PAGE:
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Weight bias (negative attitudes towards individuals with obesity) has been widely observed, but not examined in parents. In this study, we measured parents’ (N = 658; 74.2% female) explicit and implicit weight bias against children with obesity. Many parents (n = 612; 93%) endorsed some moderate explicit weight bias. Fathers had greater explicit bias than mothers and parents with overweight/obesity had less bias than those with healthy-weight. Other parent/child variables (i.e., parent age, child sex, child weight, child age) were not significantly associated with explicit bias. Parents also demonstrated implicit weight bias. No parent or child variables were significantly associated with implicit bias. Parents may contribute, among many others, to the stigmatizing environment experienced by youth with overweight/obesity, which has been associated with negative child psychosocial functioning and health. Clinical research into strategies to reduce parental weight bias against children with obesity or increase children’s resilience to weight discrimination is needed to improve children’s health and well-being.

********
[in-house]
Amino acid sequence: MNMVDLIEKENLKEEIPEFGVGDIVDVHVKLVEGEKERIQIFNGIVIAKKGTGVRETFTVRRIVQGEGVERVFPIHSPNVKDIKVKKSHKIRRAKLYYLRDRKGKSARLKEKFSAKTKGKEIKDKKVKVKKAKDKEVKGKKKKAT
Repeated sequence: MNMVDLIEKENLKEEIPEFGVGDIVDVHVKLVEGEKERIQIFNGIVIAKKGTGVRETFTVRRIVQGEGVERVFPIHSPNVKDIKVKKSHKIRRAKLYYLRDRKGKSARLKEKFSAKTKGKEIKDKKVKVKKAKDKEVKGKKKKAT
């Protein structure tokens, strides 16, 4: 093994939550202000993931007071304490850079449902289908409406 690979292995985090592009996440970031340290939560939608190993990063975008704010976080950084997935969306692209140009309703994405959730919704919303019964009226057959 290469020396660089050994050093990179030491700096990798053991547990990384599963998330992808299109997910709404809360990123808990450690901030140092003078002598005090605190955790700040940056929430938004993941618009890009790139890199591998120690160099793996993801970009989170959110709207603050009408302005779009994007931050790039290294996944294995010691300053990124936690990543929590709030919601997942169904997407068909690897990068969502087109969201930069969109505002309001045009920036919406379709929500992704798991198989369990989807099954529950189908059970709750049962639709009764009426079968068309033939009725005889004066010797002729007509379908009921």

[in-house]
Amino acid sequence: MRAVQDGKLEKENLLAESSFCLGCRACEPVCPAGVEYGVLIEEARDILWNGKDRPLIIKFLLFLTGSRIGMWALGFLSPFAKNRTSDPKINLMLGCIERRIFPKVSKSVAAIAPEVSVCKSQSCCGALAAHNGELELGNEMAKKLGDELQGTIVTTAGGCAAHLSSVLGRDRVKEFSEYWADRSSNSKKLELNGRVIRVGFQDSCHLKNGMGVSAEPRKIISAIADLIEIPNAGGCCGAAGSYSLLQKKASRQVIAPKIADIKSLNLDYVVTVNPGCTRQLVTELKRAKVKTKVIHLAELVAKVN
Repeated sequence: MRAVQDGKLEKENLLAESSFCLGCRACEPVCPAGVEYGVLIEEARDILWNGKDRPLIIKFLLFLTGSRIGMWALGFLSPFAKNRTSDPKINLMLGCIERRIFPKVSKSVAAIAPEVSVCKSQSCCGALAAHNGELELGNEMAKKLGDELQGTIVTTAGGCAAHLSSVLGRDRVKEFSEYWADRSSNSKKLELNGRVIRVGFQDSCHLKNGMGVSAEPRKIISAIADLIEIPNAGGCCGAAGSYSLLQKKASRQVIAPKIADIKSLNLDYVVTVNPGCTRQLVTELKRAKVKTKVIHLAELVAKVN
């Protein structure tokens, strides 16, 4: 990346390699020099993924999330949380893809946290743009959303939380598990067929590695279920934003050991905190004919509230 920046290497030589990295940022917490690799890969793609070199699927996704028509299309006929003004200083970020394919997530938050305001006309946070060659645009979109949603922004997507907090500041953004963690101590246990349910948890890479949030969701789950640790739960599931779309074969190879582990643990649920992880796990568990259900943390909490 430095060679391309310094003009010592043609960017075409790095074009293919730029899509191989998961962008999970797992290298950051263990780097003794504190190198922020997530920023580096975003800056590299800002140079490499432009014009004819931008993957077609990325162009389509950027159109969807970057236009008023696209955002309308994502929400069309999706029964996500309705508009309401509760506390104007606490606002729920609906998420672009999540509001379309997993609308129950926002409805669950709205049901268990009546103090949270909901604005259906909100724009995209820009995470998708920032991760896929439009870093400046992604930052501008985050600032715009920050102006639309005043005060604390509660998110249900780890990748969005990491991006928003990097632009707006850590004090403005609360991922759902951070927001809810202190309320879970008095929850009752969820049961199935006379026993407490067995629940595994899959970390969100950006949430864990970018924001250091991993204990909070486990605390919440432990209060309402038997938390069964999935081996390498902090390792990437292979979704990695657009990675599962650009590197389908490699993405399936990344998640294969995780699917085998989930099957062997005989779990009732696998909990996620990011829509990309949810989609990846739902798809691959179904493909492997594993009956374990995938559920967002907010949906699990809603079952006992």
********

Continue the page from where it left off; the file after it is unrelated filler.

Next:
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- Parents have both implicit and explicit biases against children with obesity
Janet A. Lydecker
Carlos M. Grilo
- Springer US